Additionally, the complexity of patient care is climbing, resources are decreasing, and insurance HEALTH POLICY AND SYSTEMS reimbursement is being linked to patient satisfaction (Medicare, 2013). It is more important now, perhaps more than at any other time in health care, to understand the prevalence and predictors of CF and burnout, but also compassion satisfaction (CS), in ED nurses. By understanding factors that influence both positive and negative aspects of nurses’ work, perhaps levels of awareness will be raised and nurses may maintain caring relationships and posi- tive attitudes. Moreover, few studies were conducted to explore factors that influence the prevalence of CF and burnout on ED nurses (Dominguez-Gomez & Rutledge, 2009; Hooper et al., 2010). Thus, the purpose of this study was to determine the prevalence of CS, CF, and burnout in ED nurses throughout the United States and to determine which demographic and work-related components affect the development of CS, CF, and burnout in this nursing specialty.
Based on the purpose of the study, the research ques- tions were: (a) What is the prevalence of CS, CF, and burnout among ED nurses? (b) What demographic char- acteristics such as age and gender are associated with the prevalence of CS, CF, and burnout among ED nurses?
(c) What work-related characteristics such as educational level, years in nursing, shift length, years worked in the ED, hours worked per week, and having adequate man- ager support are significantly associated with the preva- lence of CS, CF, and burnout among ED nurses? And (d) To what extent do the variables of demographics and work-related characteristics predict the prevalence of developing CS, CF, and burnout among ED nurses, respectively? HEALTH POLICY AND SYSTEMS
The term compassion fatigue was first introduced by Joinson in 1992. She described CF as nurses losing their ability to nurture. CF has been defined as the negative consequences of working with a significant number of traumatized individuals in combination with a strong, personal, empathic orientation. Figley (1995), a noted early researcher on CF, commented that those who are in a caring profession have an enormous capacity for feeling and expressing empathy and tend to be more at risk for CF. Humans, by nature, are wired for empathy, and therefore, caregiving can take a toll both emotionally and physically (Flarity, 2011).The stress resulting from helping a traumatized or suffering person may result in CF, which develops as a self-protection measure (Figley, 1995).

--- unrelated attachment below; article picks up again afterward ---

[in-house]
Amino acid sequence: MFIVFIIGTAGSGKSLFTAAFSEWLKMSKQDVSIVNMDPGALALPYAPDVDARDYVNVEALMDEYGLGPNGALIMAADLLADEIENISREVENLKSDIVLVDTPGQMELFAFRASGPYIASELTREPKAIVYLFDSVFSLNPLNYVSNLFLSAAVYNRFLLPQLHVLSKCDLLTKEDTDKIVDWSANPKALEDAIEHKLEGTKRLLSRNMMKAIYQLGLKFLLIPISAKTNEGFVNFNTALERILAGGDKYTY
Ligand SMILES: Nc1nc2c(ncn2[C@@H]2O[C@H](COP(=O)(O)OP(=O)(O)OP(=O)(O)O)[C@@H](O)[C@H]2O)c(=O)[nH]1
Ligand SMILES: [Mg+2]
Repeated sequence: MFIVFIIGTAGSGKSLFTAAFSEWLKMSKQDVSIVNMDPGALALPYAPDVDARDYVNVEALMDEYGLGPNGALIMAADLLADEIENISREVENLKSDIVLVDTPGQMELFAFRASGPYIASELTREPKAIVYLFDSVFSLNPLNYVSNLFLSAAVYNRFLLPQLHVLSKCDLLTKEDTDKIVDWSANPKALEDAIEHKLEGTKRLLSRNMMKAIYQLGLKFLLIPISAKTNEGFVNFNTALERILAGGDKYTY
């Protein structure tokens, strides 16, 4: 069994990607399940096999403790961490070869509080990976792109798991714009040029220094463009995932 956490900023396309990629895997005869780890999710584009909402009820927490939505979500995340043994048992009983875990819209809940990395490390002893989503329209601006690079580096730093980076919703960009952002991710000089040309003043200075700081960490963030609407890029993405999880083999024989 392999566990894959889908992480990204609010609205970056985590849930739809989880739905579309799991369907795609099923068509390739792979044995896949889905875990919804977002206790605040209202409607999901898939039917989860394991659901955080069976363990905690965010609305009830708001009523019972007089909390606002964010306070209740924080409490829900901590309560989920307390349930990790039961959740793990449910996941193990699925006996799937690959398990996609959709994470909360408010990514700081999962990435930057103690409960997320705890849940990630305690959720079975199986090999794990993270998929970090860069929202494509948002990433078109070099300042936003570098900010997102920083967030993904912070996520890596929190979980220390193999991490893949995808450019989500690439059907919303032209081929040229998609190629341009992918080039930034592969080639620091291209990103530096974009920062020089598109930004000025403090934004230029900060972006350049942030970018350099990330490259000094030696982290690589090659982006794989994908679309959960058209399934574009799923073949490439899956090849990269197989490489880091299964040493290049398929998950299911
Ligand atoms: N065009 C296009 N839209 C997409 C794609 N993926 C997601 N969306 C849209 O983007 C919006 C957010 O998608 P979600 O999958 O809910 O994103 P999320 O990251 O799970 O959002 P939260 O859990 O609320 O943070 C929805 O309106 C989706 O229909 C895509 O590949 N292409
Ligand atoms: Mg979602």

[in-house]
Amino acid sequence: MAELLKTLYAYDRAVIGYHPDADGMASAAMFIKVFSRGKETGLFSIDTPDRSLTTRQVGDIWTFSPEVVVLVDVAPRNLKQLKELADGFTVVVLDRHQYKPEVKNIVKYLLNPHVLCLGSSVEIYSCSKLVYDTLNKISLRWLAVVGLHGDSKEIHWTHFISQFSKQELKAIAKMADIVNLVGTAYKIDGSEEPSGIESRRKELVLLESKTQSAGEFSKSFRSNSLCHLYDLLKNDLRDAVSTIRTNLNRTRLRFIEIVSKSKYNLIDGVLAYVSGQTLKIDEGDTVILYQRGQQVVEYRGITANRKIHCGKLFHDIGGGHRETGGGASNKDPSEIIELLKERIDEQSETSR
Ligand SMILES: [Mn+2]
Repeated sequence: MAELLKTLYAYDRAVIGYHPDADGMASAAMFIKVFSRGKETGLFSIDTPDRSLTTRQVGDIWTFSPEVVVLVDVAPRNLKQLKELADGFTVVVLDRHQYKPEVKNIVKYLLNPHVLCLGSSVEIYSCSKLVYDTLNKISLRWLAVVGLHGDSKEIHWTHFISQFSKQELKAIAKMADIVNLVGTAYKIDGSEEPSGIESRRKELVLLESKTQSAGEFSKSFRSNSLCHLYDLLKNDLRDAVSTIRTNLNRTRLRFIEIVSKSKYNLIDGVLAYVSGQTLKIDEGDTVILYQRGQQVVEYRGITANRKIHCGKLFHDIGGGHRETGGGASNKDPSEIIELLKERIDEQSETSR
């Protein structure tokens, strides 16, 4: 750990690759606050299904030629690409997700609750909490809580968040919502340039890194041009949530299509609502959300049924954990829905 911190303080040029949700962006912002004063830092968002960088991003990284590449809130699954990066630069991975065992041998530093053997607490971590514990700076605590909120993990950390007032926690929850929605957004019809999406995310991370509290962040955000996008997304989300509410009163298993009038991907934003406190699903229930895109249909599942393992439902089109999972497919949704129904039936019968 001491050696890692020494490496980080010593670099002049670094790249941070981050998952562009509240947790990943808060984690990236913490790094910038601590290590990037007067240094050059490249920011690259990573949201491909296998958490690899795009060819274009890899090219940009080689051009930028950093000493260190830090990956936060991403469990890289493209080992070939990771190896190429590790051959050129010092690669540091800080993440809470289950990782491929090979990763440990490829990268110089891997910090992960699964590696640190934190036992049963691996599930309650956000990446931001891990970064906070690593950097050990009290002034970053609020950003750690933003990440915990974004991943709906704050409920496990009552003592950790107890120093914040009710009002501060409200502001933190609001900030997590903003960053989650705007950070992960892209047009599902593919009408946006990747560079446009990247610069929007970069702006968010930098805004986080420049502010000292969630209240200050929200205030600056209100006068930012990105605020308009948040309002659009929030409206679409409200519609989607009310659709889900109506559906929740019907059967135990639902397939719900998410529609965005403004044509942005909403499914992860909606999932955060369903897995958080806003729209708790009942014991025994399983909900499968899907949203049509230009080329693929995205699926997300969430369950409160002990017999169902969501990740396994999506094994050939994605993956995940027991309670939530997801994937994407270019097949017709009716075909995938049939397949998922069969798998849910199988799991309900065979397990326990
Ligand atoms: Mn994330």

While CF is caused by empathy, burnout is associ- ated with environmental factors such as high patient acuity, overcrowding, and problems with administration (Flarity, Gentry, & Mesnikoff, 2013). Burnout is a con- dition often associated with feelings of hopelessness and inability to perform job duties effectively (Stamm, 2010). Burnout and CF are often linked and closely mimic one another. CF is often described as a type of burnout (Portnoy, 2011). A principal difference between burnout and CF is that burnout typically exhibits a gradual onset while CF may occur suddenly. Although measur- ing negative aspects of a nurse’s job is important, it is equally valuable to determine what makes a nurse feel happy. CS is the positive aspect of helping others. It is the satisfaction achieved with one’s work by helping others and being able to do one’s job well (Stamm, 2010). Many nurses chose their profession specifically to help others. HEALTH POLICY AND SYSTEMS
CF and burnout may have severe professional conse- quences in addition to affecting a nurse’s personal well- being. CF and burnout affect nurse retention, patient safety, and patient satisfaction (Burtson & Stichler, 2010; Potter et al., 2010). Hospitals are expected not only to provide positive outcomes for patients, but make them happy while providing quality care. A relatively new per- formance measure for hospitals is patient satisfaction.
Journal of Nursing Scholarship, 2015; 47:2, 186–194. 187 C© 2015 Sigma Theta Tau International
Compassion Fatigue, Satisfaction, and Burnout Hunsaker et al.
Since 2007, the passage of health reform legislation has increased focus on the importance of the patient experi- ence (McHugh, Kutney-Lee, Cimiotti, Sloane, & Aiken, 2011). Therefore, Medicare reimbursements to hospitals are now partially based on patient satisfaction measure- ments. Thirty percent of the incentive payments provided by Medicare to hospitals is based on approval scores of satisfaction (Medicare, 2013) HEALTH POLICY AND SYSTEMS